Open Access Highly Accessed Research article

Nonurgent patients in the emergency department? A French formula to prevent misuse

Stéphanie Gentile1*, Pascal Vignally1, Anne-Claire Durand1, Sabina Gainotti1, Roland Sambuc2 and Patrick Gerbeaux1

Author Affiliations

1 Department of Public Health, Faculty of Medicine, Marseille, France

2 Emergency Department of University Hospital, Marseille, France

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BMC Health Services Research 2010, 10:66  doi:10.1186/1472-6963-10-66

Published: 15 March 2010



Overcrowding in emergency department (EDs) is partly due to the use of EDs by nonurgent patients. In France, the authorities responded to the problem by creating primary care units (PCUs): alternative structures located near hospitals. The aims of the study were to assess the willingness of nonurgent patients to be reoriented to a PCU and to collect the reasons that prompted them to accept or refuse.


We carried out a cross sectional survey on patients' use of EDs. The study was conducted in a French hospital ED. Patients were interviewed about their use of health services, ED visits, referrals, activities of daily living, and insurance coverage status. Patients' medical data were also collected.


85 patients considered nonurgent by a triage nurse were asked to respond to a questionnaire. Sex ratio was 1.4; mean age was 36.3 +/- 11.7 years.

Most patients went to the ED autonomously (76%); one third (31.8%) had consulted a physician. The main reasons for using the ED were difficulty to get an appointment with a general practitioner (22.3%), feelings of pain (68.5%), and the availability of medical services in the ED, like imaging, laboratory tests, and drug prescriptions (37.6%). Traumatisms and wounds were the main medical reasons for going to the ED (43.5%).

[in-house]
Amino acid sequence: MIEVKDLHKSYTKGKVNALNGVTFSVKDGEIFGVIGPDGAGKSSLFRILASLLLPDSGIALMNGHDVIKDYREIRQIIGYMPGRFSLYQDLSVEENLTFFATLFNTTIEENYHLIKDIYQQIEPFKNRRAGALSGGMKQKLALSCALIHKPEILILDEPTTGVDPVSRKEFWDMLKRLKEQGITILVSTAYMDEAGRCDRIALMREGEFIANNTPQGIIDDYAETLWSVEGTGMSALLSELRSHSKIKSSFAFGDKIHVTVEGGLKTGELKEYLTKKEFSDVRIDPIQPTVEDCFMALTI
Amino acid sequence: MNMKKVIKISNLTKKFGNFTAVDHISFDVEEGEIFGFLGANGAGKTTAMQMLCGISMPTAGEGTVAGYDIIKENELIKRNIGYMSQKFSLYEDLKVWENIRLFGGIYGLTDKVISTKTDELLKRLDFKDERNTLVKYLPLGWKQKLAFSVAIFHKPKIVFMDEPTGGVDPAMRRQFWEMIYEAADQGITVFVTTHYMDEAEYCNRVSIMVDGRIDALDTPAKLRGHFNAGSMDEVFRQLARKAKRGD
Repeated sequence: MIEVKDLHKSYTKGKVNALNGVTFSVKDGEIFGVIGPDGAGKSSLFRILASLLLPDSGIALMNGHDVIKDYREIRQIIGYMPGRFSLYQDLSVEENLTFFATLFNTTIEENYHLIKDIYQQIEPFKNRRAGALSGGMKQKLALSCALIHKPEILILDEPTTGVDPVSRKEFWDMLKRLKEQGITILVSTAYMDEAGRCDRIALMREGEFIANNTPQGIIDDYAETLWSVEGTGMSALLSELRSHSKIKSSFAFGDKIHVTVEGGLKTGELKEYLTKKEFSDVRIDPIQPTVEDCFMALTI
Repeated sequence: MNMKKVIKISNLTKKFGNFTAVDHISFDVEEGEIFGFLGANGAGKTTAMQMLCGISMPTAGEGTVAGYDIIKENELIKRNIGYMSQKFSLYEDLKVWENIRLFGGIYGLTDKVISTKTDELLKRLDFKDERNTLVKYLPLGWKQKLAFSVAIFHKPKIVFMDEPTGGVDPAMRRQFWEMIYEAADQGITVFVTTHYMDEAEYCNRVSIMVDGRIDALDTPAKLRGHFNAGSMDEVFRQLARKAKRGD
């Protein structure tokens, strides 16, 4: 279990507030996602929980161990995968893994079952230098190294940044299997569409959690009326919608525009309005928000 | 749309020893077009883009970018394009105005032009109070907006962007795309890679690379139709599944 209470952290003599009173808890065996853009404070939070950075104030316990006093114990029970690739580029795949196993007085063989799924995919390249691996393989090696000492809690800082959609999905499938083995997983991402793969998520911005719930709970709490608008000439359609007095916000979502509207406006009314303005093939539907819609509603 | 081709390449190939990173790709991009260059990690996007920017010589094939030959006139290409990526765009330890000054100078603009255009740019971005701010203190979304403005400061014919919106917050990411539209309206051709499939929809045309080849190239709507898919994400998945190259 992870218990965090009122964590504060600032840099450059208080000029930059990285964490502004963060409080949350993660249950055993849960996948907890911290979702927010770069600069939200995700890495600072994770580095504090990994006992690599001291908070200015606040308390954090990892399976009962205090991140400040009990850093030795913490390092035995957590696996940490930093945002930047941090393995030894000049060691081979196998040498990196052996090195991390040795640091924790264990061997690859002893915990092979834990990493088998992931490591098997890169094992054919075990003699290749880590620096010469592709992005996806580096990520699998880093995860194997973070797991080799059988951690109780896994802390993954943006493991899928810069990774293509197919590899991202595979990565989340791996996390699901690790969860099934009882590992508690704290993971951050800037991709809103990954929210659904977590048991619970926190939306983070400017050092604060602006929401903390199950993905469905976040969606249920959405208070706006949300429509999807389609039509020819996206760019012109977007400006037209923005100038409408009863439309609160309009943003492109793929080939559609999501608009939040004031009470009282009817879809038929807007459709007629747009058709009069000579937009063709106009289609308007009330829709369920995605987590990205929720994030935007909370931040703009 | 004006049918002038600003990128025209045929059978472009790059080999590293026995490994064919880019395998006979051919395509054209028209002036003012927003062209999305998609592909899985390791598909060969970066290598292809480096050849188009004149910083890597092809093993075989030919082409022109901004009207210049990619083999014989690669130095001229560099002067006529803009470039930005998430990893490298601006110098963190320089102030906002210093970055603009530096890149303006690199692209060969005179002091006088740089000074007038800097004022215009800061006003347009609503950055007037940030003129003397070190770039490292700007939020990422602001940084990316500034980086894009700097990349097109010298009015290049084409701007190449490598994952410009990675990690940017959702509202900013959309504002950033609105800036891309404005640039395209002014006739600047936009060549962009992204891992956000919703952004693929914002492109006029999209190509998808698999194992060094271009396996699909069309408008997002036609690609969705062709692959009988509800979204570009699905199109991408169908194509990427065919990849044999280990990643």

More than two-thirds of responders (68%) were willing to be reoriented towards PCUs. In the multivariate analysis, only employment and the level of urgency perceived by the patient were associated with the willingness to accept reorientation. Employed persons were 4.5 times more likely to accept reorientation (OR = 4.5 CI (1.6-12.9)). Inversely, persons who perceived a high level of urgency were the least likely to accept reorientation (OR = 0.9 CI (0.8-0.9).


Our study provides information on the willingness of ED patients to accept reorientation and shows the limits of its feasibility. Alternative structures such as PCUs near the ED seem to respond appropriately to the growing demands of nonurgent patients. Reorientation, however, will be successful only if the new structures adapt their opening hours to the needs of nonurgent patients and if their physicians can perform specific technical skills.